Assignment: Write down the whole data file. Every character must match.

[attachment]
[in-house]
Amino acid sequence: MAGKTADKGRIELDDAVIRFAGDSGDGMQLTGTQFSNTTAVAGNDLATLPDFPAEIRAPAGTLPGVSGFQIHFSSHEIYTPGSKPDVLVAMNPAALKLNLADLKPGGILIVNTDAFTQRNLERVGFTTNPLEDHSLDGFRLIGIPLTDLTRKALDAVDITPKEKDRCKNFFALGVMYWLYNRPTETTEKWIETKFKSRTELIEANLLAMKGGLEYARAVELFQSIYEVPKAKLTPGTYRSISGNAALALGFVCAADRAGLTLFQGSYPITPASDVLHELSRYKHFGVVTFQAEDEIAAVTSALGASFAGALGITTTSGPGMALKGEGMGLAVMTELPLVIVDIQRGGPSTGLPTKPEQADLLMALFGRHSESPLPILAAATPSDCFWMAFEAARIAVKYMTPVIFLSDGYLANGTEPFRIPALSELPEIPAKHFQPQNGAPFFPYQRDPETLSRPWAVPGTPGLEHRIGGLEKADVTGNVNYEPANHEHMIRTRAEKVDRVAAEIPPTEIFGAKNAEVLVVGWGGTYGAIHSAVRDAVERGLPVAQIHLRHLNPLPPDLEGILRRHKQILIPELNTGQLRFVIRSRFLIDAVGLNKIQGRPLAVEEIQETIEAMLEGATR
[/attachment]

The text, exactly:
[in-house]
Amino acid sequence: MAGKTADKGRIELDDAVIRFAGDSGDGMQLTGTQFSNTTAVAGNDLATLPDFPAEIRAPAGTLPGVSGFQIHFSSHEIYTPGSKPDVLVAMNPAALKLNLADLKPGGILIVNTDAFTQRNLERVGFTTNPLEDHSLDGFRLIGIPLTDLTRKALDAVDITPKEKDRCKNFFALGVMYWLYNRPTETTEKWIETKFKSRTELIEANLLAMKGGLEYARAVELFQSIYEVPKAKLTPGTYRSISGNAALALGFVCAADRAGLTLFQGSYPITPASDVLHELSRYKHFGVVTFQAEDEIAAVTSALGASFAGALGITTTSGPGMALKGEGMGLAVMTELPLVIVDIQRGGPSTGLPTKPEQADLLMALFGRHSESPLPILAAATPSDCFWMAFEAARIAVKYMTPVIFLSDGYLANGTEPFRIPALSELPEIPAKHFQPQNGAPFFPYQRDPETLSRPWAVPGTPGLEHRIGGLEKADVTGNVNYEPANHEHMIRTRAEKVDRVAAEIPPTEIFGAKNAEVLVVGWGGTYGAIHSAVRDAVERGLPVAQIHLRHLNPLPPDLEGILRRHKQILIPELNTGQLRFVIRSRFLIDAVGLNKIQGRPLAVEEIQETIEAMLEGATR